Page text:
Technology

Facebook privacy judgement 'waiting for translation'

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Image caption Facebook is facing a number of court cases about its privacy policies

A judgement requiring Facebook to make major changes to privacy settings in Belgium has been delayed while the court document is translated into English, the BBC has learned.

The case, brought by the Belgian Privacy Commission (BPC), required the social network to stop tracking non-users immediately or face a fine.

It was handed down on 9 November and Facebook was given 48 hours to comply.

Facebook said it was negotiating with the BPC.

"We met with the BPC and provided them specific solutions addressing their concerns about our security cookie. This cookie helped us stop more than 33,000 account takeover attempts in Belgium in the last month, and similar cookies are used by most major internet services.

"We look forward to resolving this without jeopardising people's safe and secure access to Facebook," said Alex Stamos, chief security officer, in a statement.

A spokeswoman for the BPC told the BBC the judgement had yet to be formally served to Facebook because it is "waiting for an English translation" of the 33 pages.

The case hinged on a tracking cookie that Facebook has used for the last five years.

Research commissioned by the Belgian privacy authority found that non-members who visited a facebook.com page had the datr cookie downloaded on to their browser.

The court agreed that Facebook should remove the cookie for non-members and said that, if Facebook failed to comply, it could face fines of up to 250,000 euros (£180,000) per day.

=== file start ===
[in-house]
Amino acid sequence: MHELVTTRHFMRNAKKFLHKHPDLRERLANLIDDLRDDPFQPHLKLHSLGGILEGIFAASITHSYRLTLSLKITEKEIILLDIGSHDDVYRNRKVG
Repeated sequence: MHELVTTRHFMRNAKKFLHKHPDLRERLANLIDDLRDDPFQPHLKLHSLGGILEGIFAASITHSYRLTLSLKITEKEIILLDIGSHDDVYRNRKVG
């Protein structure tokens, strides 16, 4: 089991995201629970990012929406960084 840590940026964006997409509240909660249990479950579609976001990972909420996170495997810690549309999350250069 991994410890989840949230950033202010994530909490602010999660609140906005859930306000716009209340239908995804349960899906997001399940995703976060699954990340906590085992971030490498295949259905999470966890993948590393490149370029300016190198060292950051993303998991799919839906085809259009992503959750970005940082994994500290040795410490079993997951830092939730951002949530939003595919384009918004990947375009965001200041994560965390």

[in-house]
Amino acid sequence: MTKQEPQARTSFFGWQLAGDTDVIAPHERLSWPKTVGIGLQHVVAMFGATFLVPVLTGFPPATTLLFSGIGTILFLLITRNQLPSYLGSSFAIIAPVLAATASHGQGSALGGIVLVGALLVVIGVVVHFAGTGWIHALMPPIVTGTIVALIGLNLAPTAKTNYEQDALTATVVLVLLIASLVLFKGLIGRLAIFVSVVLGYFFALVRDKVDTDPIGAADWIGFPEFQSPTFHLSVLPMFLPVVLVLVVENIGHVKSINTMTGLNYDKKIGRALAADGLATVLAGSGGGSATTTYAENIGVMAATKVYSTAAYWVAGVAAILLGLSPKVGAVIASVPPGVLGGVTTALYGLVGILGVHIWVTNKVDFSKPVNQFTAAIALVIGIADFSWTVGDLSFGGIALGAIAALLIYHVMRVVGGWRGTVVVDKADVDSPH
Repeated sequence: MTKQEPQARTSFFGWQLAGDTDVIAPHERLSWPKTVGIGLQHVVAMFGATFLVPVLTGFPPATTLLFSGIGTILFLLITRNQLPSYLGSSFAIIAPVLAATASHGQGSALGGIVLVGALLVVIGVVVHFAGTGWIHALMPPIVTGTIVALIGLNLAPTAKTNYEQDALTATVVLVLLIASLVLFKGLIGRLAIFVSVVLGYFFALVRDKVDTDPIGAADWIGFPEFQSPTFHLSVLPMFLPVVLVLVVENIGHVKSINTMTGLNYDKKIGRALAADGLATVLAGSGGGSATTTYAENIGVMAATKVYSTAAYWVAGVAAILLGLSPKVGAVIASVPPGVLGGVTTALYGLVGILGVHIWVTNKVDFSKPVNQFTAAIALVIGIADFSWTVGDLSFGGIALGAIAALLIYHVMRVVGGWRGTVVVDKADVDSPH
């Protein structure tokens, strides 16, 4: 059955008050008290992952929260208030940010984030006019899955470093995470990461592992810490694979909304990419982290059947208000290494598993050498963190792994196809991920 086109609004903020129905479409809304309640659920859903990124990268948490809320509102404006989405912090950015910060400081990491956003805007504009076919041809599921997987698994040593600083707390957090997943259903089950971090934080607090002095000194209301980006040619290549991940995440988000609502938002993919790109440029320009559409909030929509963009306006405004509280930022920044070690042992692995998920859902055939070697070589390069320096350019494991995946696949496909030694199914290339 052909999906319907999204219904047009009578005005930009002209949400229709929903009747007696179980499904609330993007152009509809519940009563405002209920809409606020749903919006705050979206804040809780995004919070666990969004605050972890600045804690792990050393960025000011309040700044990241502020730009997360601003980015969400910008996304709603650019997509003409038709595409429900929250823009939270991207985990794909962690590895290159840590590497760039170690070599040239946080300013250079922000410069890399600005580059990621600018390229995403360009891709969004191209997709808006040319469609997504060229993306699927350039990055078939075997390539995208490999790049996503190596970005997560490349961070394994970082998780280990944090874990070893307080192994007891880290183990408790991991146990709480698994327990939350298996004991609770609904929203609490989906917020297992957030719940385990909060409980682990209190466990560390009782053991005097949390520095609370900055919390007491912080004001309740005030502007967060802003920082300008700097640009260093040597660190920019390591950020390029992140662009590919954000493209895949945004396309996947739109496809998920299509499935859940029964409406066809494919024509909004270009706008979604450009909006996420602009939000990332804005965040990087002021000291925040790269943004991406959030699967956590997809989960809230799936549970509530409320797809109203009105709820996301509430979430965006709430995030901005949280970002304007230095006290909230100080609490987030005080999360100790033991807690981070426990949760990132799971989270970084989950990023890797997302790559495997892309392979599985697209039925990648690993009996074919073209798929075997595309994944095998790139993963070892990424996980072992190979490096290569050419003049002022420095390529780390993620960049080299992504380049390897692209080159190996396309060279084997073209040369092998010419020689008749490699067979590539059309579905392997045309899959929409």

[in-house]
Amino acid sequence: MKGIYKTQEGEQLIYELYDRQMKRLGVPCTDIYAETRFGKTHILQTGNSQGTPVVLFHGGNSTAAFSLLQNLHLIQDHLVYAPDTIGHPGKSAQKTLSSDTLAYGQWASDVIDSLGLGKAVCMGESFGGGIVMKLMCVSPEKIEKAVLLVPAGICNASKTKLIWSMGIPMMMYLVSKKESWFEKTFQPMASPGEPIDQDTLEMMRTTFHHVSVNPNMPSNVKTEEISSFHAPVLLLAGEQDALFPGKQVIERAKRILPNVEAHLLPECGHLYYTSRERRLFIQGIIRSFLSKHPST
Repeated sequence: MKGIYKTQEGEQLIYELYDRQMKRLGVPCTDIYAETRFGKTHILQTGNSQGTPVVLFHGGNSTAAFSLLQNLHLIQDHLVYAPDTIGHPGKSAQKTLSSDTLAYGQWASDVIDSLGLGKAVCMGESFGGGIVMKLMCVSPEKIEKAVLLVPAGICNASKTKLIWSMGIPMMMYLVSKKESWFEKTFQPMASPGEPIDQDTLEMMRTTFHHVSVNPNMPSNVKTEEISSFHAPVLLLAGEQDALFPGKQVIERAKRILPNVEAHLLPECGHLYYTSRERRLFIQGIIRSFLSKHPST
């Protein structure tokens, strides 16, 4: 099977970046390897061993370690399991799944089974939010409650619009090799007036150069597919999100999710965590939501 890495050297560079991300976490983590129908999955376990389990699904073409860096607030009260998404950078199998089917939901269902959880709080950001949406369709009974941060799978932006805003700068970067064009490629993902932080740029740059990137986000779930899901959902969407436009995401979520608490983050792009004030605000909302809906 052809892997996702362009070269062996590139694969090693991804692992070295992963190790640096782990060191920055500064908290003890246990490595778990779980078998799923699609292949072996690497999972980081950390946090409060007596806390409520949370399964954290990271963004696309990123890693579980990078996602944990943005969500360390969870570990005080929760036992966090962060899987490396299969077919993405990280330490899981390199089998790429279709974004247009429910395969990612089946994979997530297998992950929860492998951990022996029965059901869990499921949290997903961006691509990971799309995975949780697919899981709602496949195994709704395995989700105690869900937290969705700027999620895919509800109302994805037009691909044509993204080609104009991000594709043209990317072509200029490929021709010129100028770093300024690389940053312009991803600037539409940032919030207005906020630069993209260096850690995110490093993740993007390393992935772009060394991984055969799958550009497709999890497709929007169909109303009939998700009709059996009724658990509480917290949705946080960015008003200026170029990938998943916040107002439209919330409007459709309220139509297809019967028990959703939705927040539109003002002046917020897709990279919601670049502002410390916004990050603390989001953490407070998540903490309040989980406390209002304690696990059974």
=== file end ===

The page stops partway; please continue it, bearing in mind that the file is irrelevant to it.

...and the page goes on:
Austrian case

Meanwhile, Facebook's battles with privacy campaigner and Austrian law student Max Schrems continued as a case he is pursuing against the company reached the Austrian supreme court.

It will decide whether Mr Schrems can bring a class action suit against the social networking firm.

He is seeking to add one of his own complaints to thousands of others from Facebook users over alleged infringements of European Union privacy laws.

"It would not make a lot of sense for the court or the parties before it to file these claims as thousands of individual lawsuits - which we can still do if a 'class action' is not allowed. We therefore think that the 'class action' is not only legal but also the only reasonable way to deal with thousands of identical privacy violations by Facebook," Mr Schrems said in a statement.

The Austrian court may choose to refer the case the European Court of Justice, which has already ruled in his favour in another case.

It found last month that the Safe Harbour agreement, which allowed tech firms to send personal data from the EU to the US, was invalid.

The High Court of Ireland - the country where Facebook has its international headquarters - is currently investigating whether the firm's transfer of EU user data abided by the privacy laws and offered adequate protection to European citizens from US surveillance.

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